Surrounded by cameras and reporters in the visiting dugout at Yankee Stadium, Joe Girardi seemed at ease. The Phillies manager took a friendly shot at his old battery-mate, YES announcer David Cone, smiled and joked.
Girardi, who won three World Series playing for the Yankees and another during his 10-season tenure as their manager beginning in 2008, was comfortable upon his return to The Bronx. He was managing in front of fans at his old home for the first time since he was let go following the 2017 season.
“Obviously, I was fortunate to be here. Ten years as a manager, a year as a bench coach, four years as a player,” Girardi said. “The people of New York were really great to me. The fans, the city, the organization always treated me really well. It’s nice to come back, it really is.”
Nevertheless, Girardi made it clear he wasn’t thinking about how he would be received. The notoriously intense and demanding manager had all his focus on the field.
Despite a roller-coaster season that has at times come close to careening off its tracks, his Phillies entered the two-game series very much in a playoff race. In the mediocre-at-best NL East, they trailed the Mets by just three games in the loss column.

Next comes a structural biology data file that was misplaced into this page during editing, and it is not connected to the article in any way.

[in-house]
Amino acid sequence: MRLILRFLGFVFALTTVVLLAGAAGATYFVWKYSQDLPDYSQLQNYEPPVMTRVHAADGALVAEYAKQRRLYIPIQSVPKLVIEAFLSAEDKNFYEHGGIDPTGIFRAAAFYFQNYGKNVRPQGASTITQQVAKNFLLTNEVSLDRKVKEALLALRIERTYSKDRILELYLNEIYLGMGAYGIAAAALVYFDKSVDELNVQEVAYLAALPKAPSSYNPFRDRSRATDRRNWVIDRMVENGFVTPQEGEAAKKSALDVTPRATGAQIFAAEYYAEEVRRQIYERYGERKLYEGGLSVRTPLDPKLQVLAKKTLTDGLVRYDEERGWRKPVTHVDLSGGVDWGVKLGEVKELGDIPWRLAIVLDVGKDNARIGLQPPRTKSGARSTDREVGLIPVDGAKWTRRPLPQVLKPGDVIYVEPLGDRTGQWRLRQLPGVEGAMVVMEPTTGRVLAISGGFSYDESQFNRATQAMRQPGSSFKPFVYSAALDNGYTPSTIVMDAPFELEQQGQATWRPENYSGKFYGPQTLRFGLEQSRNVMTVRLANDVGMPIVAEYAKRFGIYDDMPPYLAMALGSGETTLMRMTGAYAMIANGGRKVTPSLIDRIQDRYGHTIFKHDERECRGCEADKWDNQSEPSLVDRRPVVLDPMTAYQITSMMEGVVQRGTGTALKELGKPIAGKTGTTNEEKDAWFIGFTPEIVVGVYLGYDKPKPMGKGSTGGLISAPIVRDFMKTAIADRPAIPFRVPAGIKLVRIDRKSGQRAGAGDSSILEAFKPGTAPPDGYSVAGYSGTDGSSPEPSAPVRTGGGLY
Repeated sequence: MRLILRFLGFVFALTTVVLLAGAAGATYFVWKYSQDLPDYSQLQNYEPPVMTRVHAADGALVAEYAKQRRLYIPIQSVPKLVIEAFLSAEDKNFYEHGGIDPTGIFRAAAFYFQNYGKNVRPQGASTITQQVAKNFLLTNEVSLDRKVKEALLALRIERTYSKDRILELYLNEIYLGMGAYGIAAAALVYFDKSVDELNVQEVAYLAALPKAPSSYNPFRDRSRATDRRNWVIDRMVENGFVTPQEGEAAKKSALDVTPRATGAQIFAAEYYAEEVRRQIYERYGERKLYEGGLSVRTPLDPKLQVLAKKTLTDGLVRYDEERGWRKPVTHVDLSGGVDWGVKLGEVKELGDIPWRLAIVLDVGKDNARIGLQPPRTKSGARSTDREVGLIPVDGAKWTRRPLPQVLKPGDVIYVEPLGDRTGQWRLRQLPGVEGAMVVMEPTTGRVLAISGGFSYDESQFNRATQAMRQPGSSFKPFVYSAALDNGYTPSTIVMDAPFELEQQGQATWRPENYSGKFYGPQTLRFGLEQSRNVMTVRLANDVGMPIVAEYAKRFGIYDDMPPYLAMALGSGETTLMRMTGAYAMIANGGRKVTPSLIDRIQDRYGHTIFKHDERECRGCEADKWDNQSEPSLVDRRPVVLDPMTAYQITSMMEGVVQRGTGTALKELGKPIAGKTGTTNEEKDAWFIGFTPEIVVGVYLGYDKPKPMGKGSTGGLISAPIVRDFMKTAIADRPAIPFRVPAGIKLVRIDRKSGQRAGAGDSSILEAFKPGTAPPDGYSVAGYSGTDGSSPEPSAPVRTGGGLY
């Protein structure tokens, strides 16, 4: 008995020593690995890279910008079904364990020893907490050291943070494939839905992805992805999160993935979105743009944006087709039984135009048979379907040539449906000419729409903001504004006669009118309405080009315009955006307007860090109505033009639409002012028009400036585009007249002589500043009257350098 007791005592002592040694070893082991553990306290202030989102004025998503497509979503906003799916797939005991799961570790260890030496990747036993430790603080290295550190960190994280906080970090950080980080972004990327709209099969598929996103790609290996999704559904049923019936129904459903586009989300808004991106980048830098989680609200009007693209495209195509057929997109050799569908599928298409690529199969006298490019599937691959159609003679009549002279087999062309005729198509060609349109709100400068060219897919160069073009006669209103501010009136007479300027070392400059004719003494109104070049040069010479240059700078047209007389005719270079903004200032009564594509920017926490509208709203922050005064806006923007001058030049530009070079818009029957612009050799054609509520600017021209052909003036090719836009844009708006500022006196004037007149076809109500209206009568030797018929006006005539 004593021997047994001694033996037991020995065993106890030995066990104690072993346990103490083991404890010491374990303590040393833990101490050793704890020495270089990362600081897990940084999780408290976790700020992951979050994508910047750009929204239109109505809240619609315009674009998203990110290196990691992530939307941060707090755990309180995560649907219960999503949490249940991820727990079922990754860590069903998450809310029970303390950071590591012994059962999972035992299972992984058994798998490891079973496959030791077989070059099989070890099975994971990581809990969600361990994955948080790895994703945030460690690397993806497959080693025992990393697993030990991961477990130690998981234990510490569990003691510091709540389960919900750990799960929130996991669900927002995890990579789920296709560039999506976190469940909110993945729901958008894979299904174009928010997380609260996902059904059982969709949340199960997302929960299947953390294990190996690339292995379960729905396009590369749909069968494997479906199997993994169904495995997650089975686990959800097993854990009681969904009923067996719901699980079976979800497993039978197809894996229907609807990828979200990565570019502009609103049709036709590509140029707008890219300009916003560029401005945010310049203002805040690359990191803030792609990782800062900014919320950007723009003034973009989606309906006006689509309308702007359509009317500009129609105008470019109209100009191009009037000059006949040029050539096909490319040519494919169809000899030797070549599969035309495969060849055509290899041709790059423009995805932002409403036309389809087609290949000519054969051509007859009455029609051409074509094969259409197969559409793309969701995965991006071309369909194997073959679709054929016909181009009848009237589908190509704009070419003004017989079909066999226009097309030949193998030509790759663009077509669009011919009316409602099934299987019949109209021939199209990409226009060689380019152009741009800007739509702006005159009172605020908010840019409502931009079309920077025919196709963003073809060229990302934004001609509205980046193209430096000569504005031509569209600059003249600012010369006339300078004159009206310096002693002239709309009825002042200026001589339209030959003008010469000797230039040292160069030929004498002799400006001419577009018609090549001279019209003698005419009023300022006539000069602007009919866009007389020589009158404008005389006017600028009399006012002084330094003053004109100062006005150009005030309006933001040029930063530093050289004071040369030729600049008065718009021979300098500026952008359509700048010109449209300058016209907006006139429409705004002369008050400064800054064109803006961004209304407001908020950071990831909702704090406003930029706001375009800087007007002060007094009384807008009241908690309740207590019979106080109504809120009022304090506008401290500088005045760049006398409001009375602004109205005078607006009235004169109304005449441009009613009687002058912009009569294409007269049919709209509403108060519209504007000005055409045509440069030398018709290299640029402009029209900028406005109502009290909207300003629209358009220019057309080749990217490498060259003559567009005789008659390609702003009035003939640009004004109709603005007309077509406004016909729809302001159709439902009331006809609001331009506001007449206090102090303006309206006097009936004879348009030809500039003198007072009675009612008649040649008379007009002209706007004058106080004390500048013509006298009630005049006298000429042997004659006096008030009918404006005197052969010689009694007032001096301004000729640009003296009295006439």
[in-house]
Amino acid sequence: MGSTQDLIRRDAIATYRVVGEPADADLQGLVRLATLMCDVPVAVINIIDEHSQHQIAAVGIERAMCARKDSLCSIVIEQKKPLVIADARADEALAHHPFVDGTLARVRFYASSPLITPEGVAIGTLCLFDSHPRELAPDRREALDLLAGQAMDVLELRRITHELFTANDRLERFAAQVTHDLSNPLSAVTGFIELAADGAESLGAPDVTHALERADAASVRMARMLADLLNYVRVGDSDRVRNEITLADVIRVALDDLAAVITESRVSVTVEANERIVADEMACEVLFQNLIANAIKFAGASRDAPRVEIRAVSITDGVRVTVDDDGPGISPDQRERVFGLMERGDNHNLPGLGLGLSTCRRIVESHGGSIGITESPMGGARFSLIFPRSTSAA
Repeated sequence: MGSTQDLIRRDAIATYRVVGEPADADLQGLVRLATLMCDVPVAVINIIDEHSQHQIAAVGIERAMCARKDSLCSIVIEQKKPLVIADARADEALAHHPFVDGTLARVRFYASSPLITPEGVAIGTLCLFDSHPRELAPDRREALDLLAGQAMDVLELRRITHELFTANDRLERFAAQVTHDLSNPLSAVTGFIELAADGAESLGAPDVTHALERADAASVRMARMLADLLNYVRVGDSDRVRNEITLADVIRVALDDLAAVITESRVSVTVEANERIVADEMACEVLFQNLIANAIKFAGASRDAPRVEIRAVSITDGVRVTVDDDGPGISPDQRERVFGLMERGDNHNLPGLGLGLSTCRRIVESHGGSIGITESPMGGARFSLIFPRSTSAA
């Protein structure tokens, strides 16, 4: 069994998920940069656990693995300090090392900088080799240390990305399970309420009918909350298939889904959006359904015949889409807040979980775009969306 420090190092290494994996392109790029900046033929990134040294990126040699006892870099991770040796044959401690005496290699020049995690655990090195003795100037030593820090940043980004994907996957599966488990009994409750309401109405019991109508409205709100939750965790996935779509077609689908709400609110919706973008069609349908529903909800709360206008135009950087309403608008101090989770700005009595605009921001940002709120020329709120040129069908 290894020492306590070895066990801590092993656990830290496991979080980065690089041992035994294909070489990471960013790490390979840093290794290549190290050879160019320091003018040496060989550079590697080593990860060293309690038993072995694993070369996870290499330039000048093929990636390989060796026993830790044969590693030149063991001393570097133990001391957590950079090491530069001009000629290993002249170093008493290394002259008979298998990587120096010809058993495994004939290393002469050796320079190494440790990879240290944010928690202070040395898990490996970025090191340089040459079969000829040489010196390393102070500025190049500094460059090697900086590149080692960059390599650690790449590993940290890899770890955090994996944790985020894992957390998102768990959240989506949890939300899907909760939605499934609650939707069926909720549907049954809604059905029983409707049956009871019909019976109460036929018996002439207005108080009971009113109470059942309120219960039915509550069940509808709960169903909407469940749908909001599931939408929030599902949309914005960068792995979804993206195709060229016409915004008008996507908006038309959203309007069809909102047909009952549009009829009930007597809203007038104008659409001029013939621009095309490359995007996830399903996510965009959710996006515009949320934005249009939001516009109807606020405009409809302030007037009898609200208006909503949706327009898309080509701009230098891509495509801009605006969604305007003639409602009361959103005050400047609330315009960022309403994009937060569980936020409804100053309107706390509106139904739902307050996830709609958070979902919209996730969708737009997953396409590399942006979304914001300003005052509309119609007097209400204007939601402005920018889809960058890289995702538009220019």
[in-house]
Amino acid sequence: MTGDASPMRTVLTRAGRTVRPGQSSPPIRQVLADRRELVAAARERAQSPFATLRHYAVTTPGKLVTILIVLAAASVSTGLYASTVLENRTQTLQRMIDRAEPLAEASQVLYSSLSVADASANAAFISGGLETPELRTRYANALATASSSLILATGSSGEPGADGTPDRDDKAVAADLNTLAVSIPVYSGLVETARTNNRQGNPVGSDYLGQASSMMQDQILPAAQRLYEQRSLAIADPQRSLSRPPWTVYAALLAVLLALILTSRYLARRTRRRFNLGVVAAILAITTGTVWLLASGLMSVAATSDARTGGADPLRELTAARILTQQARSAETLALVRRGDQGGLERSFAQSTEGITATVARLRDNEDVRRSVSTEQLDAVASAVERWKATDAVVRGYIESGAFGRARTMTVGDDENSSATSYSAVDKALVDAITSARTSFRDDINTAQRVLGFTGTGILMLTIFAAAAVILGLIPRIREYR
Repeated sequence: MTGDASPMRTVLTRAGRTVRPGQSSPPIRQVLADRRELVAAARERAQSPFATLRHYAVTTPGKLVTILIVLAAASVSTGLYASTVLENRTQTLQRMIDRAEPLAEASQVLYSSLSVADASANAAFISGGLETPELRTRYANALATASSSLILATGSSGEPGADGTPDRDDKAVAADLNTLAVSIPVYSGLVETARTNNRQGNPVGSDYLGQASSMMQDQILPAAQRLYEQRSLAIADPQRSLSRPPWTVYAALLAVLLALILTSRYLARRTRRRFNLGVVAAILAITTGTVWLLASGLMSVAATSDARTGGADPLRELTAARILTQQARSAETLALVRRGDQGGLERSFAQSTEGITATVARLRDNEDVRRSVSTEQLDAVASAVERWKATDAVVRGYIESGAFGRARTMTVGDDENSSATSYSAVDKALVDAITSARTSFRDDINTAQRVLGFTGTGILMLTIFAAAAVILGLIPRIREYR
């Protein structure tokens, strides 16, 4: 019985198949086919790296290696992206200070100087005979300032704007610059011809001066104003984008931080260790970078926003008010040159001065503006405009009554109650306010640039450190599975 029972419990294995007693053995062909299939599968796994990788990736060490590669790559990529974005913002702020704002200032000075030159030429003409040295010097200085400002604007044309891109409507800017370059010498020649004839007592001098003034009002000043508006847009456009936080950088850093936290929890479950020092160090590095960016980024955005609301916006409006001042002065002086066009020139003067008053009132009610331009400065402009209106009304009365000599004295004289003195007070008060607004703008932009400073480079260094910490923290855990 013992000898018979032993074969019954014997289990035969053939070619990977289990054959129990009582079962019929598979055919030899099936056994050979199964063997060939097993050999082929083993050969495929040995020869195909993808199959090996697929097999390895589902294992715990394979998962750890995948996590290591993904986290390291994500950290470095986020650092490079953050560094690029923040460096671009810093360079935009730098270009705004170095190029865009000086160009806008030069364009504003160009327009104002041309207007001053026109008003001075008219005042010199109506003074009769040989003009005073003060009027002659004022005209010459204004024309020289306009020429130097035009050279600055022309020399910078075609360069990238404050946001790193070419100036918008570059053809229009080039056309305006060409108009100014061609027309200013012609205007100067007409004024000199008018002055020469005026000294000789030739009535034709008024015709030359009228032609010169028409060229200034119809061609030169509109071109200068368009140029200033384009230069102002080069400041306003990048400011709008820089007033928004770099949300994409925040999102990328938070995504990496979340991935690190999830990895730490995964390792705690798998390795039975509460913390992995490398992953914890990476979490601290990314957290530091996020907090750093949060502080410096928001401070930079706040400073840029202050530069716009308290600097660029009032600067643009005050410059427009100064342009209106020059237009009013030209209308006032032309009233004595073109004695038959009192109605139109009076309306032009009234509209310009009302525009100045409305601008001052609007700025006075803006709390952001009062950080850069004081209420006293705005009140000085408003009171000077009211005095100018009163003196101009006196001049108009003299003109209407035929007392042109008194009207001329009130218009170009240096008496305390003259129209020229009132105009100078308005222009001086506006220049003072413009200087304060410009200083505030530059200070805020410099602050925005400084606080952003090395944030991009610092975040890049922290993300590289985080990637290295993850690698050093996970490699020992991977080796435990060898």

They got Aaron Nola back from the COVID-19 list to start the opener Tuesday night. Third baseman Alec Bohm also was cleared to rejoin the team after his own absence due to the pandemic.
The Phillies started the second half by taking three of four games from the pesky Marlins, and before that won two of three at AL East-leading Boston. Girardi’s team entered Tuesday having won 10 of its last 14 games to climb two games above the .500 mark for the first time since mid-May.
“I do like the way we’ve played the last two weeks,” Girardi said.
Considering they have been besieged by injuries to the likes of J.T. Realmuto, Bryce Harper, Didi Gregorius and Jean Segura, and the bullpen has struggled mightily (4.59 ERA), the Phillies aren’t in a bad spot.
“I think we’re fortunate with the record we have that we’re only two-and-a-half games out,” Girardi said. “There’s a lot of baseball in front of us and we have to play well and we have to take care of our business. If we do that, we have a chance.”
It hasn’t been easy managing this year, Girardi admitted. The coronavirus and an abundance of injuries across the sport following the 60-game season in 2020 have forced teams to be creative. The Phillies have dealt with significant COVID-19 issues (in part because half of their roster has declined to get vaccinated, the Philadelphia Inquirer reported) and an ample amount of injuries. Those continued on Tuesday with the announcement starting pitcher Zach Eflin was headed to the injured list with right patellar tendinitis.
“You just can never let your guard down,” Girardi said. “Just when you think you’re getting your team on a roll, it seems like something pops up and you have to deal with it.”